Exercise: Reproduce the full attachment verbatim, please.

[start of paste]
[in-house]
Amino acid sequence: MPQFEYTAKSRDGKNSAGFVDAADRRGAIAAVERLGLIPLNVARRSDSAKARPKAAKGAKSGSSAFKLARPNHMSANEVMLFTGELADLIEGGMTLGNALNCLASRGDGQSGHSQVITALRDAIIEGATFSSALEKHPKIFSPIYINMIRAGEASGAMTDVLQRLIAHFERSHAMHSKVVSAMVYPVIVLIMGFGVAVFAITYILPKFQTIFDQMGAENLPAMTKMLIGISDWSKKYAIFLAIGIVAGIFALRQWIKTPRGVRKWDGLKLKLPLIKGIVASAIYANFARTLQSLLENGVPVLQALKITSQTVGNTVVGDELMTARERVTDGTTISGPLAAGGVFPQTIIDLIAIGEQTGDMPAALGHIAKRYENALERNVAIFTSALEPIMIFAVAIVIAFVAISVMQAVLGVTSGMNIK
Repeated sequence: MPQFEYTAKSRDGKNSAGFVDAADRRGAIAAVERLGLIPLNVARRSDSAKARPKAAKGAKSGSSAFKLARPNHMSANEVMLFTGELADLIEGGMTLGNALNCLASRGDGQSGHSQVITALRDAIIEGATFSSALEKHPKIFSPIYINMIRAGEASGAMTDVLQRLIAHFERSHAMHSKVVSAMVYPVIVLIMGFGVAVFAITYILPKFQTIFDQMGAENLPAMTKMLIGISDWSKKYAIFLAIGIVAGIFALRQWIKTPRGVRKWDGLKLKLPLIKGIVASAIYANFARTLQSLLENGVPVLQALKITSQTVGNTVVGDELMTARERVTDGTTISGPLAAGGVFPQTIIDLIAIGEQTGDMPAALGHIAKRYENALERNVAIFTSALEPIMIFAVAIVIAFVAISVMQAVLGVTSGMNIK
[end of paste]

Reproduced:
[in-house]
Amino acid sequence: MPQFEYTAKSRDGKNSAGFVDAADRRGAIAAVERLGLIPLNVARRSDSAKARPKAAKGAKSGSSAFKLARPNHMSANEVMLFTGELADLIEGGMTLGNALNCLASRGDGQSGHSQVITALRDAIIEGATFSSALEKHPKIFSPIYINMIRAGEASGAMTDVLQRLIAHFERSHAMHSKVVSAMVYPVIVLIMGFGVAVFAITYILPKFQTIFDQMGAENLPAMTKMLIGISDWSKKYAIFLAIGIVAGIFALRQWIKTPRGVRKWDGLKLKLPLIKGIVASAIYANFARTLQSLLENGVPVLQALKITSQTVGNTVVGDELMTARERVTDGTTISGPLAAGGVFPQTIIDLIAIGEQTGDMPAALGHIAKRYENALERNVAIFTSALEPIMIFAVAIVIAFVAISVMQAVLGVTSGMNIK
Repeated sequence: MPQFEYTAKSRDGKNSAGFVDAADRRGAIAAVERLGLIPLNVARRSDSAKARPKAAKGAKSGSSAFKLARPNHMSANEVMLFTGELADLIEGGMTLGNALNCLASRGDGQSGHSQVITALRDAIIEGATFSSALEKHPKIFSPIYINMIRAGEASGAMTDVLQRLIAHFERSHAMHSKVVSAMVYPVIVLIMGFGVAVFAITYILPKFQTIFDQMGAENLPAMTKMLIGISDWSKKYAIFLAIGIVAGIFALRQWIKTPRGVRKWDGLKLKLPLIKGIVASAIYANFARTLQSLLENGVPVLQALKITSQTVGNTVVGDELMTARERVTDGTTISGPLAAGGVFPQTIIDLIAIGEQTGDMPAALGHIAKRYENALERNVAIFTSALEPIMIFAVAIVIAFVAISVMQAVLGVTSGMNIK